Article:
My father had found another girlfriend by then, and this time she had not one, but two daughters. He ended up marrying her, despite her intense hate for his children: my sister and myself. I moved back home, and suddenly the house had no less than 6 people. As could be expected, my father kicked me out whenever he had the chance, so I would find a job and place to live. I did look, but no more than a few hours every week. The days in between I spent in the cyber cafe, heavily addicted to something new my friend had introduced me to:
An expert by now in lying, cheating and stealing, I had little trouble getting my claws on the cash I needed to play hours, days on end. And when I was done, I would go home empty-handed and play there.

I did find a job, eventually: Industrial Cleaning. Surrounded by illegal immigrants and borderline retards, I would clean factories. It was the worst job in the world, an assault on all your senses, but it made fortunes. And looking at my colleagues and seeing their dirty faces and clothes, I smiled, because I knew I was different and this was only to make some quick cash.
Or was it? As I came home and looked into the mirror, all I saw was another one of those faces. Within weeks, I grew more and more sick of this job, and even more of myself. I needed drastic change and I knew it.

And that change came, the day I enlisted. My long hair, uncut since my first year of boarding school and symbol of my freedom loving nature, made room for a “coupe militaire”. People gave me a second look when I told, and all asked the same thing. “You do know what the army is like, right?” I knew. But I was motivated, and that was all it ever took. Not wanting to end up in situations where I would have to murder fellow humans, I took training as a medic. Although I was a good shot (like it matters) and mentally strong enough to compensate for my smallish size, my big mouth often got me in trouble. But, I needed something life changing, and life changing it was. Two years later, after politely refusing a continuation of my contract, I walked away a different person. Sure, I was still game addicted (much to my girlfriend’s despair) and a loud-mouth kid with an answer to everything, but I learned to take matters into my own hands.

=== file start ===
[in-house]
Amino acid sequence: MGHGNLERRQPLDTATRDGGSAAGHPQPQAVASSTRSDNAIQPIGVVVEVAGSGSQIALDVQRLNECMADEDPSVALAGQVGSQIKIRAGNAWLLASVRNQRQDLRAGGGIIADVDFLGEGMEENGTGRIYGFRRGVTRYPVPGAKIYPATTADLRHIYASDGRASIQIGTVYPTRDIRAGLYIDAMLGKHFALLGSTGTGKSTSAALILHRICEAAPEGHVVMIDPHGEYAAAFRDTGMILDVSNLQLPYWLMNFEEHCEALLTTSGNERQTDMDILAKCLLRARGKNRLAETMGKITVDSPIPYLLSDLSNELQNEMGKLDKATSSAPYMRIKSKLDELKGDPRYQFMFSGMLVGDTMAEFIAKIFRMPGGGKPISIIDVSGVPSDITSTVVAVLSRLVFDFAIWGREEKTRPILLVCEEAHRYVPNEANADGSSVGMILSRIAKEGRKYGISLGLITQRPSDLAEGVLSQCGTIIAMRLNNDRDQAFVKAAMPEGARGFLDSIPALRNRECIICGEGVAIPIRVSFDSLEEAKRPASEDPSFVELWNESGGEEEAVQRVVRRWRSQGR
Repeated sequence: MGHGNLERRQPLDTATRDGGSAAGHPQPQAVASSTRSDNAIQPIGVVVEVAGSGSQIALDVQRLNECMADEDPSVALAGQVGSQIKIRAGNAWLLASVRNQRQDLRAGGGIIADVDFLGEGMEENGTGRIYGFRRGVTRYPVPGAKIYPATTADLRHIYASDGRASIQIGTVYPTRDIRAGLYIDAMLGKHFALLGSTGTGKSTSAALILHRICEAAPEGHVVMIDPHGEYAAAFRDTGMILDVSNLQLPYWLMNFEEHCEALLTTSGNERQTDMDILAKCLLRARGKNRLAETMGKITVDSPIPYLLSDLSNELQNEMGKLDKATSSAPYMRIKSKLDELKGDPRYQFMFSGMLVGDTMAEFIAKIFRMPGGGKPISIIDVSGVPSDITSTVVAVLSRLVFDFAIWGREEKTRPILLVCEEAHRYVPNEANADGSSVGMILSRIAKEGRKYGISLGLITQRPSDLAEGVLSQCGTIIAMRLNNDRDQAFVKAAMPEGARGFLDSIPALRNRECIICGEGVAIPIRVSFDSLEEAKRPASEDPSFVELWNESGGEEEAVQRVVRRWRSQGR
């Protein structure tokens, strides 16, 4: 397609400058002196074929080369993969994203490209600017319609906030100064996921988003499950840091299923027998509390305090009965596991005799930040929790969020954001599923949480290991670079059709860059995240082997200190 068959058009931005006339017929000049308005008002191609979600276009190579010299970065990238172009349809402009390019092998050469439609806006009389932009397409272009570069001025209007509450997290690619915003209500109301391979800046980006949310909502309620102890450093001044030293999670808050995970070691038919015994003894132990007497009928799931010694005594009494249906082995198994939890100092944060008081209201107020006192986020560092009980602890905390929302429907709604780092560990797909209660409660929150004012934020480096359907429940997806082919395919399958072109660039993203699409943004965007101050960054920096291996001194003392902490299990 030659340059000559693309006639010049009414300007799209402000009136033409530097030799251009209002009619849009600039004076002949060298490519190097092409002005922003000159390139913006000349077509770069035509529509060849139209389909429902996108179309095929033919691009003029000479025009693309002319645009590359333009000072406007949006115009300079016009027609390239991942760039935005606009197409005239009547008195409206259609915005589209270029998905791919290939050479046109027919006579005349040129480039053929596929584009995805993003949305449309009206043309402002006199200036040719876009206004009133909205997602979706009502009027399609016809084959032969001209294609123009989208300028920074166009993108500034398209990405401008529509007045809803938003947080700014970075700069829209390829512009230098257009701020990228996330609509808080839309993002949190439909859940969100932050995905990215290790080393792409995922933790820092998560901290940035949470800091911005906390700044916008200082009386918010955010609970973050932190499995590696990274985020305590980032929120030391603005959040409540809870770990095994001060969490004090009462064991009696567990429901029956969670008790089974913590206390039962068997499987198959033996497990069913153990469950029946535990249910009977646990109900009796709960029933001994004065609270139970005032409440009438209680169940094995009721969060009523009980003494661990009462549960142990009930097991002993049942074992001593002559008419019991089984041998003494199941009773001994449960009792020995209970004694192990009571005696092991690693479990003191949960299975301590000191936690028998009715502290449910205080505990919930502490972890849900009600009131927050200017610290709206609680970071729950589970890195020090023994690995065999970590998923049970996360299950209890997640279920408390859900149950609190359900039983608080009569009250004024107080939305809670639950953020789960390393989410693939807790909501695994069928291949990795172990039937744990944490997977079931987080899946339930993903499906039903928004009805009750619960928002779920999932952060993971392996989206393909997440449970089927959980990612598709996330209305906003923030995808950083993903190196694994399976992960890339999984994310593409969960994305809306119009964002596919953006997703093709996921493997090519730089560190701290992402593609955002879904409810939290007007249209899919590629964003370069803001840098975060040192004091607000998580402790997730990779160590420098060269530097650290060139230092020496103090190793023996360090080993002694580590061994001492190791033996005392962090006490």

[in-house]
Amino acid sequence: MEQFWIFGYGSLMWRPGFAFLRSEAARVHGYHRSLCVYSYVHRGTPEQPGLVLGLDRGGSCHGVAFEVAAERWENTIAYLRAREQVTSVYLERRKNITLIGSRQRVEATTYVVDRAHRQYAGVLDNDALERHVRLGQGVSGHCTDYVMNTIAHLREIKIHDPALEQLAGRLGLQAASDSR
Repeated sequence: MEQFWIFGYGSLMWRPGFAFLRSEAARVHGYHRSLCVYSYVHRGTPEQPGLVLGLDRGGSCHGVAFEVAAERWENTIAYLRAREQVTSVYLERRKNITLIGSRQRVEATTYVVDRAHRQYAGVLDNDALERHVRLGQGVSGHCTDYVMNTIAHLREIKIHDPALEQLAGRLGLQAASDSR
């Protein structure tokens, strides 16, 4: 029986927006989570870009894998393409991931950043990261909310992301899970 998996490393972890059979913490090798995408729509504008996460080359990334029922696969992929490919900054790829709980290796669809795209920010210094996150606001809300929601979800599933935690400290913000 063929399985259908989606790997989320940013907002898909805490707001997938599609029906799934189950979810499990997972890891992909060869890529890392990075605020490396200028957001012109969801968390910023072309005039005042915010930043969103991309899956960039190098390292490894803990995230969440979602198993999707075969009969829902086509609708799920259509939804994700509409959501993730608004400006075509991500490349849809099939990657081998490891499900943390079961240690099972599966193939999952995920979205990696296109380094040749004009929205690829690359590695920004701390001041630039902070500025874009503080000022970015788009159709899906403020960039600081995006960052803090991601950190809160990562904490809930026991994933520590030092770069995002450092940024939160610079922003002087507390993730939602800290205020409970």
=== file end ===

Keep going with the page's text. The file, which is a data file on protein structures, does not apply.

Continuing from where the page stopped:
And so I did. I found a job as a roadie, and found it to be everything I ever wanted in a job- except for a good wage. My relationship on the other hand, collapsed under the strain of time spent behind a computer, and provided me with the most difficult year so far. I owe pretty much everything to a friend who put up with me for that dark time, a favor I never managed to return. But she came back to me, and we continued our twisted relationship for two more years, during which I moved three times. She ended up cheating on me, because there were too many issues she couldn’t talk to me about. Whose fault it is, I am tired of thinking about. It took many, very drastic things for me to set my mind straight again, and learn to be happy again.

Today, I think “alone” is the key word. I don’t have anyone extremely close to me, and somehow I end up pushing people away in favor of spending time by myself. I still love my job, but perhaps it is time to move on. I feel like I’m reaching another pivoting point, a sort of “reset” before the next chapter in life. What it will be, time will tell.